Assess Your Home’s Efficiency with an Energy Audit

Category: Green Building     Author: Scott Allred     Posted: Wednesday - November 26, 2014

You may be wondering how to save money on your energy bills this year. The Triad Green Building Council would like to help you. In addition to building the most energy efficient new homes in the Triad, we are also eager to promote the “Greening” of our existing housing stock. By taking these simple steps, you can reap the benefits of lower energy bills and increase the comfort of your home. Conducting a do-it-yourself home energy audit is a fast, relatively simple way to assess how much energy your home consumes and determine what you can do to make your home more energy efficient.

A home energy audit will show you where your home is losing energy, how efficient your heating and cooling systems are, and ways to conserve electricity. All it takes is a thorough inspection of the areas listed here and keeping a checklist of the problems you found.

Air leaks. Stopping or minimizing drafts can save 5 to 30 percent of your annual energy costs. Some places to inspect where air commonly seeps from homes include gaps around: baseboards, wall and ceiling junctures, electrical outlets, switch plates, window frames, weather stripping, fireplace dampers, attic doors, window-mounted air conditioners and foundation seals. Leaks cause the HVAC equipment to run harder to keep the house heated and cooled.

On your home’s exterior, look at the areas where two different building materials meet, such as corners and areas where siding or brick come together with chimneys or the foundation. If you can rattle windows or see daylight around door or window frames, you likely are losing air.

Once you’ve identified the leaks, seal them with caulk, weather stripping or the same material as the original seal. Replacing windows with new, high-performance ones will improve your home’s energy efficiency and you may get a break on your taxes. An inexpensive alternative is to attach plastic sheets around your windows.
Insulation. In older homes especially, the amount of insulation in the ceiling and walls may be insufficient for current standards. See if your attic door is insulated and closes tightly. Openings around pipes, ductwork and chimneys should be sealed. Look for a vapor barrier – tarpaper or a plastic sheet – under the attic insulation. To check your walls, make a small hole in a closet or other out-of-the-way place and probe into the wall with a long stick or screwdriver. The area should be completely filled with an insulating material.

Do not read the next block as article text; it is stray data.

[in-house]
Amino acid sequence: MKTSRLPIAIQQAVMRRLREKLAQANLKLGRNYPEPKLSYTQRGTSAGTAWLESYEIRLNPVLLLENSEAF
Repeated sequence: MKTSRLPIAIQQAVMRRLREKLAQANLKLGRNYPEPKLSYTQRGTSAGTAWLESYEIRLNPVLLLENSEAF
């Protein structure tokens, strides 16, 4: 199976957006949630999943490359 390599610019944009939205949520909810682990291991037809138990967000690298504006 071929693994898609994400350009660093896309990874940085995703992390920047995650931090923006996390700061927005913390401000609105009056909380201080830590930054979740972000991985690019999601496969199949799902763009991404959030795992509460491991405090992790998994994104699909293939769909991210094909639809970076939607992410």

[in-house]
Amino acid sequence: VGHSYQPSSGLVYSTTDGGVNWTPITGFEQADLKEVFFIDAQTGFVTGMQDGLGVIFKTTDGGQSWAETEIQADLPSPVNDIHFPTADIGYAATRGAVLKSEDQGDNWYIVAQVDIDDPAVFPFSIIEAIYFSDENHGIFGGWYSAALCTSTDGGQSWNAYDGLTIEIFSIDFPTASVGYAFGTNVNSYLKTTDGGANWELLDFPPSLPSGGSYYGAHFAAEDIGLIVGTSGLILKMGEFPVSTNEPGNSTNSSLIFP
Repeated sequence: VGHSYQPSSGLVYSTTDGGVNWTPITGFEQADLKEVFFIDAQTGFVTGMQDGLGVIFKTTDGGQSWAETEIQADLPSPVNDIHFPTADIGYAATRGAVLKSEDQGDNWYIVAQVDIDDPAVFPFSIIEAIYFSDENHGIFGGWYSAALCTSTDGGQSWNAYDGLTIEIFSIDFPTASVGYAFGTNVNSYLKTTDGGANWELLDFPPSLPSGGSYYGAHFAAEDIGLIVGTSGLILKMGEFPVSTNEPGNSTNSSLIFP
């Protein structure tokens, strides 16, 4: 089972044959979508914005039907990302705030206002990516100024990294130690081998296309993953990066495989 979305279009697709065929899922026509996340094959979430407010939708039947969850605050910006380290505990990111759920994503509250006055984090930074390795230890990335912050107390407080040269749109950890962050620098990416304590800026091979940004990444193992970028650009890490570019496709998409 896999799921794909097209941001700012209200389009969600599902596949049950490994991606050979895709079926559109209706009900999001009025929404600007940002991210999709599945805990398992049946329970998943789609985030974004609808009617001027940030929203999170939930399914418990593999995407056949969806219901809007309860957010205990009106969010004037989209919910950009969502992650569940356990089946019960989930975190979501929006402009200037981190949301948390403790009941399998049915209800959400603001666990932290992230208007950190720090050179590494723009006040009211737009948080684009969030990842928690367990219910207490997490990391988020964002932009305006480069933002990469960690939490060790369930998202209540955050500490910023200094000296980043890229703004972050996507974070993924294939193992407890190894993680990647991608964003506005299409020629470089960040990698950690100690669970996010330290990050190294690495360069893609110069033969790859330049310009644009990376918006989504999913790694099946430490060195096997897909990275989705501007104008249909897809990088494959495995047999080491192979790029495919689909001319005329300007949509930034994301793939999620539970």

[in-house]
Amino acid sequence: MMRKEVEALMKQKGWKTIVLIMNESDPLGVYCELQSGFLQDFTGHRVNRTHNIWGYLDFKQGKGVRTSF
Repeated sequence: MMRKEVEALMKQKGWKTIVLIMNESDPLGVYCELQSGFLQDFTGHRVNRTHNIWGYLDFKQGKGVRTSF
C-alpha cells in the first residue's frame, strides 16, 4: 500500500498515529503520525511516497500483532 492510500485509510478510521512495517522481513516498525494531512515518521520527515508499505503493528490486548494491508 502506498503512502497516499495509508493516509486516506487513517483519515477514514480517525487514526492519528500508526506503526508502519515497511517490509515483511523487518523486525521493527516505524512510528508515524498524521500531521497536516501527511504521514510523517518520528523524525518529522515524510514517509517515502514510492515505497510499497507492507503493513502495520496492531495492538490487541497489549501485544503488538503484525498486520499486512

Fill the gaps in any openings with expanding foam. Flexible caulk should be used to seal any electrical boxes in the ceiling. If your home lacks a vapor barrier, consider painting interior ceilings with vapor barrier paint. This reduces the amount of water vapor that can pass through the ceiling and reduce your insulation’s effectiveness.
Heating and Cooling Equipment. Inspect your heating and cooling equipment. See if ducts and pipes that are located in unheated spaces and your water heater and hot water pipes are insulated. Dirt streaks around your ductwork, especially near the seams, are evidence of leaks. Leaky ducts can be sealed where accessible with a product called Mastic. Duct tape, and similar products are almost useless for sealing ducts.

Have your equipment checked and cleaned by a professional annually. If you have a forced-air furnace, replace your filters as soon as they are dirty. Even if they aren’t, replace them every 30 to 60 days. Consider replacing units that are more than 15 years old with a new energy-efficient one.

Lighting. Look at the bulbs in your home and determine if a lower-watt bulb would work just as well for your needs. If you have an area where lights are on for extended periods of time, a compact fluorescent lamp (CFL) can save up to 75 percent of the lighting energy of an incandescent bulb.

Buy energy-efficient appliances. Replacing your refrigerator, dishwasher or washing machine with Energy Star certified appliances can cut your energy costs significantly.

Professional Home Energy Audits. Independent testing firms can provide a more comprehensive evaluation of your home and its systems. By using the Home Energy Rating System (HERS), the standard measure of home efficiency, inspectors can test the house and provide a report that serves as a starting point for improvements. A list of qualified HERS raters can be found at  The HERS rater reviews the home to identify its energy characteristics, such as insulation levels, window efficiency, wall-to-window ratios, the heating and cooling system efficiency, the solar orientation of the home, and the water heating system. Performance testing, such as a blower door test for air leakage, Duct Blaster for HVAC duct leakage, and an infrared camera to detect temperature variations, are usually part of the rating. The data gathered by the home energy rater is entered into a RESNET accredited computer program and translated into rating score. The home receives a score between 1 and 100, depending on its relative efficiency.

A home audit is a great way to find out your home’s energy deficiencies and make simple improvements that will save you time and money in the long run. Next month, we will explore water saving features of green building and provide information on the WaterSense program introduced by the Environmental Protection Agency (EPA).